I noticed near the house a vegetable garden, with the usual variety of vegetables. In another inclosure was the commencement of an extensive vineyard, the fruit of which (now ripe) exceeds in delicacy of flavour any grapes which I have ever tasted. This grape is not indigenous, but was introduced by the padres, when they first established themselves in the country. The soil and climate of California have probably improved it. Many of the clusters are eight and ten inches in length, and weigh several pounds. The fruit is of medium size, and in colour a dark purple. The rind is very thin, and when broken the pulp dissolves in the mouth immediately. Although Dr. M. has just commenced his vineyard, he has made several casks of wine this year, which is now in a stale of fermentation. I tasted here, for the first time, aguardiénte, or brandy distilled from the Californian grape. Its flavour is not unpleasant, and age, I do not doubt, would render it equal to the brandies of France. Large quantities of wine and aguardiénte are made from the extensive vineyards farther south. Dr. M. informed me that his lands had produced a hundredfold of wheat without irrigation. This yield seems almost incredible; but, if we can believe the statements of men of unimpeached veracity, there have been numerous instances of reproduction of wheat in California equalling and even exceeding this.

Some time in July, a vessel arrived at San Francisco from New York, which had been chartered and freighted principally by a party of Mormon emigrants, numbering between two and three hundred, women and children included. These Mormons are about making a settlement for agricultural purposes on the San Joaquin River, above the rancho of Dr. Marsh. Two of the women and one of the men are now here, waiting for the return of the main party, which has gone up the river to explore and select a suitable site for the settlement. The women are young, neatly dressed, and one of them may be called good-looking. Captain Gant, formerly of the U.S. Army, in very bad health, is also residing here. He has crossed the Rocky Mountains eight times, and, in various trapping excursions, has explored nearly every river between the settlements of the United States and the Pacific Ocean.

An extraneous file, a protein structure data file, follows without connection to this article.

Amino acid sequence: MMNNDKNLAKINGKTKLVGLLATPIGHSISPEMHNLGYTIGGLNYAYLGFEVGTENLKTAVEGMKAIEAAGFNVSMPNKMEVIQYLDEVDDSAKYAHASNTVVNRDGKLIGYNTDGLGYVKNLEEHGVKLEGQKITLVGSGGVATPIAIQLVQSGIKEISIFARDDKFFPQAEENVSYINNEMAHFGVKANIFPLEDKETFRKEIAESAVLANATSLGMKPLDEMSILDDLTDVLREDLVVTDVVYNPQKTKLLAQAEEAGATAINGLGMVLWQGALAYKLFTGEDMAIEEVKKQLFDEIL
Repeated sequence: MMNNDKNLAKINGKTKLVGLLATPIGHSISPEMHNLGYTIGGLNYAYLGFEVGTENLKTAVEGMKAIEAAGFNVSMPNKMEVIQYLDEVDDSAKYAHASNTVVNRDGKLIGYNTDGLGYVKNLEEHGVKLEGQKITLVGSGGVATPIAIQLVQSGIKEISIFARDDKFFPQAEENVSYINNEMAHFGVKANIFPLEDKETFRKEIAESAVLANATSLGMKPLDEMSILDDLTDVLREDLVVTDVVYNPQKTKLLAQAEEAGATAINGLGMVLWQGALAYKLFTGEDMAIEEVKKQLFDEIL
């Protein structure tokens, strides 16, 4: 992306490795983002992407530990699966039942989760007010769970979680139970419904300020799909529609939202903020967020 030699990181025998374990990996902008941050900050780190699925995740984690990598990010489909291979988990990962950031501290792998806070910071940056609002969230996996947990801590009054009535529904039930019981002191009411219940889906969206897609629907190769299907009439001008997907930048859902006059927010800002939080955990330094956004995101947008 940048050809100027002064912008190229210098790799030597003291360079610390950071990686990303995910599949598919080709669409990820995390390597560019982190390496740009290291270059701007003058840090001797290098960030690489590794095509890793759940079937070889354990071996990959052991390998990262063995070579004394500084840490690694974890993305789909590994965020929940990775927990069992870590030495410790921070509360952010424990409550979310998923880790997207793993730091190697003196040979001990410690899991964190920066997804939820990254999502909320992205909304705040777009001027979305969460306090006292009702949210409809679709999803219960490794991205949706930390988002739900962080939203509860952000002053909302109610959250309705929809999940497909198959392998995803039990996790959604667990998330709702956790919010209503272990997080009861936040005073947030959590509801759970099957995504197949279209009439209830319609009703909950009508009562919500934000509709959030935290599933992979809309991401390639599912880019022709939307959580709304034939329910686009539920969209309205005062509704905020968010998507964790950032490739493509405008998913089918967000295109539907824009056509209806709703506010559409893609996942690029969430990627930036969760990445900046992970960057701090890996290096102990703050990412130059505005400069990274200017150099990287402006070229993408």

The house of Dr. Marsh being fully occupied, we made our beds in a shed, a short distance from it. Suspended from one of the poles forming the frame of this shed was a portion of the carcass of a recently slaughtered beef. The meat was very fat, the muscular portions of it presenting that marbled appearance, produced by a mixture of the fat and lean, so agreeable to the sight and palate of the epicure. The horned cattle of California, which I have thus far seen, are the largest and the handsomest in shape which I ever saw. There is certainly no breed in the United States equalling them in size. They, as well as the horses, subsist entirely on the indigenous grasses, at all seasons of the year; and such are the nutritious qualities of the herbage, that the former are always in condition for slaughtering, and the latter have as much flesh upon them as is desirable, unless (which is often the case) they are kept up at hard work and denied the privilege of eating, or are broken down by hard riding. The varieties of grass are very numerous, and nearly all of them are heavily seeded when ripe, and are equal, if not superior, as food for animals, to corn and oats. The horses are not as large as the breeds of the United States, but in point of symmetrical proportions and in capacity for endurance they are fully equal to our best breeds. The distance we have travelled to-day I estimate at thirty-five miles.

September 17.–The temperature of the mornings is most agreeable, and every other phenomenon accompanying it is correspondingly delightful to the senses. Our breakfast consisted of warm bread, made of unbolted flour, stewed beef, seasoned with chile colorado, a species of red pepper, and frijoles, a dark-coloured bean, with coffee. After breakfast I walked with Dr. Marsh to the summit of a conical hill, about a mile distant from his house, from which the view of the plain on the north, south, and east, and the more broken and mountainous country on the west, is very extensive and picturesque. The hills and the plain are ornamented with the evergreen oak, sometimes in clumps or groves, at others standing solitary. On the summits, and in the gorges of the mountains, the cedar, pine, and fir display their tall symmetrical shapes; and the San Joaquin, at a distance of about ten miles, is belted by a dense forest of oak, sycamore, and smaller timber and shrubbery. The herds of cattle are scattered over the plain,–some of them grazing upon the brown but nutritious grass; others sheltering themselves from the sun under the wide-spreading branches of the oaks. The tout ensemble of the landscape is charming.